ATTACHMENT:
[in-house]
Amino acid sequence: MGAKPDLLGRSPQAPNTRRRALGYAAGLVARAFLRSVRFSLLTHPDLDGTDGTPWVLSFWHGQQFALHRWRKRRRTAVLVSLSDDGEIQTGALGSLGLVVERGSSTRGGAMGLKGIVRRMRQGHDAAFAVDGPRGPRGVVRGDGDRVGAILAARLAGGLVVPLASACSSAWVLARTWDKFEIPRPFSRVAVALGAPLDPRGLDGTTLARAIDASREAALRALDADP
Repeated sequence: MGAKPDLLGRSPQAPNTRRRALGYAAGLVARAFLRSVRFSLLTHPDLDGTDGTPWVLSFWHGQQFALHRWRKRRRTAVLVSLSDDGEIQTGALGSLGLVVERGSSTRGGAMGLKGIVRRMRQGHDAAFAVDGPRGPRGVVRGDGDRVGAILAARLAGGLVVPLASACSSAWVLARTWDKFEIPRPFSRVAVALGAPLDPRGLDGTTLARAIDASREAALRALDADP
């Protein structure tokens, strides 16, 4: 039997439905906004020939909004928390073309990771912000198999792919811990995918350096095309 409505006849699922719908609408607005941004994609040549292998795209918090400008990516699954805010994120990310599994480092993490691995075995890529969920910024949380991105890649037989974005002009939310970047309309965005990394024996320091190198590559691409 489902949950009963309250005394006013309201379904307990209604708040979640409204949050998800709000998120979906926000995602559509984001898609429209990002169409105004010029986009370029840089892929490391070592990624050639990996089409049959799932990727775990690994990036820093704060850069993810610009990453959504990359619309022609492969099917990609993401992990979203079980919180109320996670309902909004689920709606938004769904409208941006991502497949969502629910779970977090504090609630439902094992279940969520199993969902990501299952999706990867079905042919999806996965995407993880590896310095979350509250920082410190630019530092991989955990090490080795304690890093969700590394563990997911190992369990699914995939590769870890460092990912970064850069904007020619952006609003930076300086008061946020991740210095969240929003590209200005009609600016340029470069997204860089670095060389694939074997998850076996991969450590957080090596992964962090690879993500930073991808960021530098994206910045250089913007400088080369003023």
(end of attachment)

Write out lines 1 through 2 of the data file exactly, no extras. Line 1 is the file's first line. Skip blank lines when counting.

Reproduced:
[in-house]
Amino acid sequence: MGAKPDLLGRSPQAPNTRRRALGYAAGLVARAFLRSVRFSLLTHPDLDGTDGTPWVLSFWHGQQFALHRWRKRRRTAVLVSLSDDGEIQTGALGSLGLVVERGSSTRGGAMGLKGIVRRMRQGHDAAFAVDGPRGPRGVVRGDGDRVGAILAARLAGGLVVPLASACSSAWVLARTWDKFEIPRPFSRVAVALGAPLDPRGLDGTTLARAIDASREAALRALDADP